Does the fairtrade label on your chocolate bar mean 100% fairtrade cocoa beans?
Britons are the world’s biggest consumers of Fairtrade goods, buying £1.3 billion worth of products each year. Alongside the tea, coffee, fruit, vegetables and wine sold, Fair Trade chocolate has become increasingly popular. With the growth of this burgeoning ethical chocolate industry, many of the biggest names are jumping on the band wagon.
Published 10 October 2012:
Cadbury made their iconic Dairy Milk bar Fairtrade in 2009. Nestle soon followed suit with Kit Kat and this summer Mars’ Maltesers gained the same certification.
Each now carries the Fair Trade logo. For consumers, it’s a re-assuring label, guaranteeing that the Third World farmers who produced the cocoa beans received a good deal. But all may not be what it seems, because despite the logo, your Dairy Milk, Kit Kat, or Maltesers, may contain no Fairtrade cocoa beans at all.
Bill Keeling, chocolatier to the Queen, has criticised the current system. He points out that manufacturers are allowed to mix up the fair trade beans with others from non trade sources, and yet still label the finished product as ‘fair trade’.
As a result, there’s no guarantee that your favourite fair trade branded chocolate bars will actually contain any fair trade cocoa. So is this misleading?
Mixing cocoa beans in this way is allowed. If a manufacturer buys 20% of its beans from Fairtrade farms, then it can label 20% of its products as such. And there’s no question that the Fair Trade farmers are losing out – they receive all the money they are entitled to. But the consumer is left with a system that is undeniably confusing.
Some chocolate bars use only Fairtrade beans. Seed and Bean are amongst the brands that offer this including brands such as the following:
Divine: Amongst other products, below are some of the chocolate bars that contain 100% Fair Trade cocoa beans in their ingredients;
- Divine 70% Dark Chocolate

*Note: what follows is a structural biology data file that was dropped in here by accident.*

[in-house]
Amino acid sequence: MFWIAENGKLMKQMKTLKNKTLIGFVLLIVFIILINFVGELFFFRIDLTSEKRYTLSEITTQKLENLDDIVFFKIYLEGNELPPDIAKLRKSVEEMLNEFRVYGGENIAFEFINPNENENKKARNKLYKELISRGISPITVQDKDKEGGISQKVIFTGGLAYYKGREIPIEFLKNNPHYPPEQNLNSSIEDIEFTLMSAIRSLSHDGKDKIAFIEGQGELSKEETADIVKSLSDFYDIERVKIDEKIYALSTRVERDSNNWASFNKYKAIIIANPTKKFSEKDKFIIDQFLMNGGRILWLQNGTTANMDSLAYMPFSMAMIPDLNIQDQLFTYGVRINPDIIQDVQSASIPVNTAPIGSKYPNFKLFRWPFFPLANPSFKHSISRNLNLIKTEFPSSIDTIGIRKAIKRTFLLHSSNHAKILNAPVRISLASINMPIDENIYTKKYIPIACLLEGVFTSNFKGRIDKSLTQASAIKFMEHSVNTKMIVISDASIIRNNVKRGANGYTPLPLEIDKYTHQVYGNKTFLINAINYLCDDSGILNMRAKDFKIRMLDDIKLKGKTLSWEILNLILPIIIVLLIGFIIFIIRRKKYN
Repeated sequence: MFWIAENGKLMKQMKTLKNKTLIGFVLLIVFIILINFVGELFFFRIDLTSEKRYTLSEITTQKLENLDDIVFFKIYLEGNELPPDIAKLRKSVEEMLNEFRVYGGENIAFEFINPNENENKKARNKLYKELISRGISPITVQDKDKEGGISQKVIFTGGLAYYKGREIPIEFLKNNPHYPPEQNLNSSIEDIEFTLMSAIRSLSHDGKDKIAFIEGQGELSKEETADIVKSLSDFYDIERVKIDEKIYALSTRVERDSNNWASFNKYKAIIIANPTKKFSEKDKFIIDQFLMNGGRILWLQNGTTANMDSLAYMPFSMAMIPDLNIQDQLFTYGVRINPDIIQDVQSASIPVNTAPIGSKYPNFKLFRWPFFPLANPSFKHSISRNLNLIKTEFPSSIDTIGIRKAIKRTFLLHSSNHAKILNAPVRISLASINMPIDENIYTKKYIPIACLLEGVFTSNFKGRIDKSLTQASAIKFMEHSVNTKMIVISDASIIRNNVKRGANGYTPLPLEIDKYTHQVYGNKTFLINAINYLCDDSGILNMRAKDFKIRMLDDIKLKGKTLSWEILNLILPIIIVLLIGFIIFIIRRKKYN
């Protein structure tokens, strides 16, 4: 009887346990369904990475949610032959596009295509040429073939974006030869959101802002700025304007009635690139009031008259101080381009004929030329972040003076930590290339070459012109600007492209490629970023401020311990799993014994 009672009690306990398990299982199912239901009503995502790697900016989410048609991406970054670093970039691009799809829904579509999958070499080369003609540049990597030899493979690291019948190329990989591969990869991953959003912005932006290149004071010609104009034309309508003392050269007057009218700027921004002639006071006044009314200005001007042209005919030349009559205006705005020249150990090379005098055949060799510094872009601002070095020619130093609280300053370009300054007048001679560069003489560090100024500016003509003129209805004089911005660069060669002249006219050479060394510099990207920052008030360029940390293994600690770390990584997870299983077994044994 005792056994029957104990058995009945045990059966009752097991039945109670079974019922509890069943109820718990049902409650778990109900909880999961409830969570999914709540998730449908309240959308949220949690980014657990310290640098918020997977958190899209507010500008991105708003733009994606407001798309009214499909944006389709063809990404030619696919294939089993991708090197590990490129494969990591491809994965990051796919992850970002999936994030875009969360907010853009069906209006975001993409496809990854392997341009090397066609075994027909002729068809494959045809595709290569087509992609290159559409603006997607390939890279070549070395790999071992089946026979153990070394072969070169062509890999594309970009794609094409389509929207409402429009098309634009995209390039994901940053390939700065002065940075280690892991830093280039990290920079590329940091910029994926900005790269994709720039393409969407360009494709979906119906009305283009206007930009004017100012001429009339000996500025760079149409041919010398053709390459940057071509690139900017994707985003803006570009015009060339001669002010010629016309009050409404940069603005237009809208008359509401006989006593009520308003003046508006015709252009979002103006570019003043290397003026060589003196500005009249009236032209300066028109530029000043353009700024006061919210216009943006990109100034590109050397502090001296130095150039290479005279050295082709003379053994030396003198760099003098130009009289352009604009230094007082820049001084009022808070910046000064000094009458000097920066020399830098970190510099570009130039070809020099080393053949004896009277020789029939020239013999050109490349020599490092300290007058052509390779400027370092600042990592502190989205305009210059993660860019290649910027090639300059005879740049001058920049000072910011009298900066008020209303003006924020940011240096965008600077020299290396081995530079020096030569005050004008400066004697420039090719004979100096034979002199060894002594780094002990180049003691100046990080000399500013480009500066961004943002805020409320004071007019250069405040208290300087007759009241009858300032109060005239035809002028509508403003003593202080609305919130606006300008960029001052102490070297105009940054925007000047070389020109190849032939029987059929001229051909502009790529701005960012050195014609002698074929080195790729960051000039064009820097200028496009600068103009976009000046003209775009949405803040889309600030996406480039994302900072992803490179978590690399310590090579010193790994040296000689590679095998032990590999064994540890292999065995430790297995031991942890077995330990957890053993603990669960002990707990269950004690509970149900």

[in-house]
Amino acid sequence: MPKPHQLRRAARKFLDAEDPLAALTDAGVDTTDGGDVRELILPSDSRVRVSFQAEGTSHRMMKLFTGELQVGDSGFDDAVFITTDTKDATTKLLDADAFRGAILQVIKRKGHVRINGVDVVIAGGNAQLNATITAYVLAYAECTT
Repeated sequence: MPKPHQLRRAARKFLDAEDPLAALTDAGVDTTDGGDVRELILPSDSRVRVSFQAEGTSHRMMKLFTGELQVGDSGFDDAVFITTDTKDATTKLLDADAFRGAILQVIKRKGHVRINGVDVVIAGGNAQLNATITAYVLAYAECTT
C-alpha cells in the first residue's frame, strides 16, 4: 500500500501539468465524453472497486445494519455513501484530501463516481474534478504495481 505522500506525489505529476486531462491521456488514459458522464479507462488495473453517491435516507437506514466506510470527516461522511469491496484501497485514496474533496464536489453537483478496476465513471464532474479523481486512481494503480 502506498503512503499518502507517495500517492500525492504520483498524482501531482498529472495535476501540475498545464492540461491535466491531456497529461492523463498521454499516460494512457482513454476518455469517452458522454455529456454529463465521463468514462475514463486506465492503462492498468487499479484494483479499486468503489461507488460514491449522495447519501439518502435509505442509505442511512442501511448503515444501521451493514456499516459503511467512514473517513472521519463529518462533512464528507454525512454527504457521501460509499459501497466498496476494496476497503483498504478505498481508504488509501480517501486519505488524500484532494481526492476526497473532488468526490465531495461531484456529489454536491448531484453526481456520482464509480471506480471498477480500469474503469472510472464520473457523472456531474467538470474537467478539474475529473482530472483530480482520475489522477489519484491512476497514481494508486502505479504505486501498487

- Divine Fruit and Nut Dark Chocolate
- Divine 70% Dark Chocolate with raspberries
- Divine Mint Dark Chocolate
- Divine Coffee Milk Chocolate
- Divine Hazle Nut Milk Chocolate
- Divine Milk Chocolate
- Divine White chocolate with Strawberries
- Divine White Chocolate
- Divine Orange Milk Chocolate
- The Co-operative Truly Irresistible Fairtrade Peruvian Extra Creamy Milk Chocolate 100g
- The Co-operative Truly Irresistible Fairtrade Peruvian 52% Dark Chocolate with Cranberries 100g
- The Co-operative Truly Irresistible Fairtrade Peruvian 52% Dark Chocolate with Roasted Hazelnuts 100g
- The Co-operative Truly Irresistible Fairtrade Ghanaian Milk Chocolate with Butterscotch 100g
- The Co-operative Truly Irresistible Fairtrade Ghanaian Dark Chocolate with Peppermint oil 100g
- The Co-operative Truly Irresistible Fairtrade Ghanaian Dark Chocolate with Spices and Orange Oil 100g
- The Co-operative Truly Irresistible Fairtrade Ghanaian Dark Chocolate with Spices and Orange Oil 100g 40g
- The Co-operative Truly Irresistible Fairtrade Ghanaian Dark Chocolate 85% Cocoa 100g
- The Co-operative Truly Irresistible Fairtrade Ghanaian Dark Chocolate 85% Cocoa 40g
- The Co-operative Fairtrade Dominican Republic Fruit and Nut Chocolate 200g
- The Co-operative Fairtrade Dominican Republic Dark Chocolate 200g
- The Co-operative Fairtrade Dominican Republic Milk Chocolate 200g
- The Co-operative Fairtrade Dominican Republic Crispy White Chocolate 100g
- The Co-operative Fairtrade Dominican Republic Milk Chocolate 200g
- The Co-operative Fairtrade Dominican Republic Milk Chocolate 100g